I officially became a lawyer at a ceremony held during a special session of the Ohio Supreme Court, at which I and a couple of hundred other new law school graduates received our law licenses. After I had been handed my license in this graduation-like event, one of the State Supreme Court Justices greeted me by saying “congratulations, Counselor.” For me it was a Perry Mason moment, simultaneously funny and humbling. No one had ever called me counselor before, and the word brought home to me the responsibilities of my new profession. It also got me thinking about the nature of my other, more long-standing, profession of librarianship.
The role of counselor, or consultant, is a key aspect of most professions. Indeed, one possible definition of the professions is as fields in which specialized learning is applied to the unique and often unpredictable situations of specific clients. Lawyers and doctors have theoretical knowledge that is of no particular use except insofar as it can be applied to the varied and various situations that come in each day through the office door.
Consultancy is also becoming an important model for library service, bringing our profession more into line with those that have long been recognized as professions. Some of the newer things that we are doing – providing assistance with copyright issues, helping create data management plans, working with digital humanities projects – reflect this focus on consultation quite clearly. In each case, we are applying what we have learned about information management to problems brought to us that are outside the more routine tasks traditionally associated with librarians. Cataloging books and helping locate information resources have always required specialized knowledge, but they are tasks viewed as library-specific and ancillary to the core processes of teaching and research. In the digital environment, those core processes, however, are changing dramatically, and students and faculty are coming to libraries more and more with their unique challenges in teaching and research that require our particular expertise. Thus the role of the librarian as professional consultant (or counselor) is developing.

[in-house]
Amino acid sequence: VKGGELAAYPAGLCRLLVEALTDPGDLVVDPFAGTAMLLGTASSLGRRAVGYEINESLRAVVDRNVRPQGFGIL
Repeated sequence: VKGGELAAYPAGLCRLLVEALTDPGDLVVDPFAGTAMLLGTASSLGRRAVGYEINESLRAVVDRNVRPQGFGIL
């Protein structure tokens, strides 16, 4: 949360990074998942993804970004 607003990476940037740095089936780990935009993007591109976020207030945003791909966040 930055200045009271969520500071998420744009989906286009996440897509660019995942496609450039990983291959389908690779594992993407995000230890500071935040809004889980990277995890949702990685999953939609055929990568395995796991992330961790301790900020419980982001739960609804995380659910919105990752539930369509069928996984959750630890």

As someone whose job is called “scholarly communications,” I often tell other librarians that the real meaning of this increasingly ubiquitous term, at least for libraries, is this new focus on support for the research process as it unfolds. Libraries have traditionally worked on the two ends of research, providing the inputs and purchasing the outputs in order to renew the cycle. But the digital environment has simultaneously made those roles less vital and increased the need for the skills of libraries at other points in the research cycle. Those needs are far less predictable, and far more idiosyncratic to a particular research project, than the ones we are comfortably familiar with. Hence the need to develop our skills at consultation.